7. A culture that can seem, well, distracted

 

And if we’re going to talk about the world teachers must adapt to, the idea of distraction has to be at least mentioned.

.

 

I’m not sure any of us fully understand the complexities of modern connectivity, information access, and the subjective idea of “distraction.” (After all, if five people are all at a table at Starbucks with their faces stuck to their phones, who’s to say their physical company rather than the respective apps that their own aren’t doing the distracting?)

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That said, things are certainly different than the BS era of yesteryear (that is, before smartphones). At any moment someone can bust out a digital screen and start smearing their fingers across it. And no one knows what they’re doing and so we assume the worst and say the world is going down in flames.

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And it very well could be. This is all new, so we don’t know. This is an era full of possibility, uncertainty, excitement, loss, and change.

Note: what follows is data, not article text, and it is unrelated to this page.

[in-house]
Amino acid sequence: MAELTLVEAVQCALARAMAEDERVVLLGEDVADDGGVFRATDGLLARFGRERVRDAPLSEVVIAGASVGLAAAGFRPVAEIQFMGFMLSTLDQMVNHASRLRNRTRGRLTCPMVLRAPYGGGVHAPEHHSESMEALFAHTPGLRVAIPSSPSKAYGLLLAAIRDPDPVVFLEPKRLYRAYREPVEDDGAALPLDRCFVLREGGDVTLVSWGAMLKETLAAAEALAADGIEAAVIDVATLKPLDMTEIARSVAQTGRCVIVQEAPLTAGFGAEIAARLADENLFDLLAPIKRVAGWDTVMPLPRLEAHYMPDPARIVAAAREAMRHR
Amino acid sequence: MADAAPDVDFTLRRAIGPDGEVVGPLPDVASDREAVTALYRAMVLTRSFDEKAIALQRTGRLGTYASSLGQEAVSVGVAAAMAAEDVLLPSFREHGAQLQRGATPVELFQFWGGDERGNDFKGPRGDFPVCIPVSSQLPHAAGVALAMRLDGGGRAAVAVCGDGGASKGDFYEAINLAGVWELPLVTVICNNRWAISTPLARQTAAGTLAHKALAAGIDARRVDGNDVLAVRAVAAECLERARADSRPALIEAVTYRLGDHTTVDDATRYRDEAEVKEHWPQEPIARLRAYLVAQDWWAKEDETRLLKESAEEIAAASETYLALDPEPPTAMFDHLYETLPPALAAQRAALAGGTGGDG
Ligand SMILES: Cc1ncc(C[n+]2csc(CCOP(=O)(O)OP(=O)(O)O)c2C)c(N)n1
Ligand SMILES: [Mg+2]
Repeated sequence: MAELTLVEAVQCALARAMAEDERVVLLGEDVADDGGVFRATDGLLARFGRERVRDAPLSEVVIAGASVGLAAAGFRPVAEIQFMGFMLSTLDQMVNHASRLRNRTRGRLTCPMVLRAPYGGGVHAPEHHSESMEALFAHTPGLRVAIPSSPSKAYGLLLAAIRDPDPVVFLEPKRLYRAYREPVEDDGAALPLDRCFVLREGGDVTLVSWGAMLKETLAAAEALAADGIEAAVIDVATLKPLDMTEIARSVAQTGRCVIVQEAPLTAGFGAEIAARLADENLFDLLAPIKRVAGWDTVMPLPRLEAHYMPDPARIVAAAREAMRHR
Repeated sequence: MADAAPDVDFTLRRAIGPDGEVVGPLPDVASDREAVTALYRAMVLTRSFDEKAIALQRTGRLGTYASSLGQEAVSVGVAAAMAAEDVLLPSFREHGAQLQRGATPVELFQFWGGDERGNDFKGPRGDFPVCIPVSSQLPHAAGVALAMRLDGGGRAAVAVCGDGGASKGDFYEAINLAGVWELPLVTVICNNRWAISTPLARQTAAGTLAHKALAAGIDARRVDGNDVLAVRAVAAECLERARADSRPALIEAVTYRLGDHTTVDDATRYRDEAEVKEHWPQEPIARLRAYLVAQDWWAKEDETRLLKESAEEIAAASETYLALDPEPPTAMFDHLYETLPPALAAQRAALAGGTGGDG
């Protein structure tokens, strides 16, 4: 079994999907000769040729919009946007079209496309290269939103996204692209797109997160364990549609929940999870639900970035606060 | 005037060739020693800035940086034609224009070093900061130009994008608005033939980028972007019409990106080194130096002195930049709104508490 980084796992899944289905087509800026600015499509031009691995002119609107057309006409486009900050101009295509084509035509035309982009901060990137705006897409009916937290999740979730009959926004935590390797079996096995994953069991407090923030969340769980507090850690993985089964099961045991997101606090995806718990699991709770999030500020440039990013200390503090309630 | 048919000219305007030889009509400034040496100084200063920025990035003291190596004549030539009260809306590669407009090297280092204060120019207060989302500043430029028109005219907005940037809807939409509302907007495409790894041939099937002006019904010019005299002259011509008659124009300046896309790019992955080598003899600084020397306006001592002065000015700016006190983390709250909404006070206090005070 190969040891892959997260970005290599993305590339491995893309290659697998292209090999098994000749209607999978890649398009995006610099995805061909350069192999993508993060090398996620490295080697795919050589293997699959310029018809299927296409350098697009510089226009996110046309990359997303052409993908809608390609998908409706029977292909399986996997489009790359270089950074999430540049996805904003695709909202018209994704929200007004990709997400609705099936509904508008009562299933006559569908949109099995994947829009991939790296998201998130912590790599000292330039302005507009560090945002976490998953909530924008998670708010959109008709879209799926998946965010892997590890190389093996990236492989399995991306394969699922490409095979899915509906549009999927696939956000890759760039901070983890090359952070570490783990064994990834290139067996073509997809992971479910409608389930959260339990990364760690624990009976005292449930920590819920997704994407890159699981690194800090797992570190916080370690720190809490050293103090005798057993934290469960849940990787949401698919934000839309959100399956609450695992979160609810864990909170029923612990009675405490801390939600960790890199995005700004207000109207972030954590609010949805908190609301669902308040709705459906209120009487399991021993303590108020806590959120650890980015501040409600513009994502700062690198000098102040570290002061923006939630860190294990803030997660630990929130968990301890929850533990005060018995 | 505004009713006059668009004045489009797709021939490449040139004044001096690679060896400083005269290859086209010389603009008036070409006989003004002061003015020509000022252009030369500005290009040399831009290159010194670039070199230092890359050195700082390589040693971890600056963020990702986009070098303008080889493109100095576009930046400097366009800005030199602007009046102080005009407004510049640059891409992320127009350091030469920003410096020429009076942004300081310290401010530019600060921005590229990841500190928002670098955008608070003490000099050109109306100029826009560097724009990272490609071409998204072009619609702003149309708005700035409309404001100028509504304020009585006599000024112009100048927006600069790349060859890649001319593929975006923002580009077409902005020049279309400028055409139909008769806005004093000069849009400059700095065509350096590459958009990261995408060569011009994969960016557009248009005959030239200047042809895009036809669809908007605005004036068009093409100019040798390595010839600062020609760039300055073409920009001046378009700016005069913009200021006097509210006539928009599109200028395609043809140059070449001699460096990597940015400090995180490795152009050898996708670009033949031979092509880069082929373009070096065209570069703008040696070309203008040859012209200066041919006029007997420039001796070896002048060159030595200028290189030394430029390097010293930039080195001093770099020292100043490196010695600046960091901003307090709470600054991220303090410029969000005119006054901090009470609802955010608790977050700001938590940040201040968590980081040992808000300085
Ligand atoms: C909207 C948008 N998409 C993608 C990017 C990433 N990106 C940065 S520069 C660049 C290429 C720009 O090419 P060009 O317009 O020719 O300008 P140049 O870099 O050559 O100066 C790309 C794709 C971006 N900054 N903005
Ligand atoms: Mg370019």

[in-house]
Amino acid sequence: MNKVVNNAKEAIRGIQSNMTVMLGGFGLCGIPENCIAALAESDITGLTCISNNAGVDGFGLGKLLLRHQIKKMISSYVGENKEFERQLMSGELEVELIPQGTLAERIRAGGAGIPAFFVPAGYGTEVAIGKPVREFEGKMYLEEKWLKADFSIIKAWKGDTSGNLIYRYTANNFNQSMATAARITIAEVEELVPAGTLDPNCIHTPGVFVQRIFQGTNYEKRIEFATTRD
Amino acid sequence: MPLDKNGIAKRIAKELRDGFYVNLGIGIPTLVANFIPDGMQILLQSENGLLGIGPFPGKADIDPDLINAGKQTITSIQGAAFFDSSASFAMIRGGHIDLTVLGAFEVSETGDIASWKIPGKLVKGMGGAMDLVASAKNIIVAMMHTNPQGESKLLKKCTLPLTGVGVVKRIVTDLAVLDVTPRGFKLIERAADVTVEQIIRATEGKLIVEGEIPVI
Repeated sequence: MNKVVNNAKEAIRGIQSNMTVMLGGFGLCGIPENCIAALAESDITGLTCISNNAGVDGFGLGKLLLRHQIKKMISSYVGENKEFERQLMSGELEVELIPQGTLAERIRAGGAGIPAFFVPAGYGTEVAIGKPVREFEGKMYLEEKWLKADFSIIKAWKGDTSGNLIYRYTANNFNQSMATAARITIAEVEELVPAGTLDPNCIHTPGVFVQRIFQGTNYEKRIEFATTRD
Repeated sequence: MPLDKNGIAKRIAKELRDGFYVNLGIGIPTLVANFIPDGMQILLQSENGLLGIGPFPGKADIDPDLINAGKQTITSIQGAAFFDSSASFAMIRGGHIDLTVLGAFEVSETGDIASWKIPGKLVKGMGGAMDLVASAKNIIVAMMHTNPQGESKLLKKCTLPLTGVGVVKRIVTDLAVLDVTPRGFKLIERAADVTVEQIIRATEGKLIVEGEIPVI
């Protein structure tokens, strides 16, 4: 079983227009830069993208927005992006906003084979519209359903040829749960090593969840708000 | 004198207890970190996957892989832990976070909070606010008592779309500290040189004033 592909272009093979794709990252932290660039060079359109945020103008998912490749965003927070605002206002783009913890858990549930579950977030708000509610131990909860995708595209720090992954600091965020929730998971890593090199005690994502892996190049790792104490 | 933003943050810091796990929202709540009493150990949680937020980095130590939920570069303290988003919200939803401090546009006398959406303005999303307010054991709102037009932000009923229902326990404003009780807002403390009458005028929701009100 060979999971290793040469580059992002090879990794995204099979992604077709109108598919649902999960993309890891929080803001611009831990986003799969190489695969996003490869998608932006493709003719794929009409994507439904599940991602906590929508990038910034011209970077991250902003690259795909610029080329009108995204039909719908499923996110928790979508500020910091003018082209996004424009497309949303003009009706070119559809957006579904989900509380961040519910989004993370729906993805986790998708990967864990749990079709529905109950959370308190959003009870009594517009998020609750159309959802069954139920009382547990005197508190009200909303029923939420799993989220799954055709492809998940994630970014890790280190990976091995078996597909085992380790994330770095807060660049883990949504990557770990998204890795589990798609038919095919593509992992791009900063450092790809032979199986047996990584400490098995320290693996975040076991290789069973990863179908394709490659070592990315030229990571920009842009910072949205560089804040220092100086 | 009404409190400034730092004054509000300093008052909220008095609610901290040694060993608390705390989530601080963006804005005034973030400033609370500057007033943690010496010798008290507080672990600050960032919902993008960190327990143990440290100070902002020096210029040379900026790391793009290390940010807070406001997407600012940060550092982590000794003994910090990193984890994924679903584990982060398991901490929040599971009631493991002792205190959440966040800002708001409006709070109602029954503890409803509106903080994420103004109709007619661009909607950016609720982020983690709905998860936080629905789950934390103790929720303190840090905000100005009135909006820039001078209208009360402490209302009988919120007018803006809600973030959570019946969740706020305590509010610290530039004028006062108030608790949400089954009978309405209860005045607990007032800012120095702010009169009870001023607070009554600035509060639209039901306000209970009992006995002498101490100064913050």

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This is the world teachers must adapt to.

 

 


Via Gust MEES
Priscilla Der's insight:

This article relates back to Global Competency as teachers must stay current with societal changes and shifts. Relating to students and engaging students require teachers to stay current and in the know vs. sticking to traditional routes/techniques in which we were taught with. We must continuously adjust our teaching to fit the 21st century needs and keep re-adjusting to align these needs to the Common Core curriculum.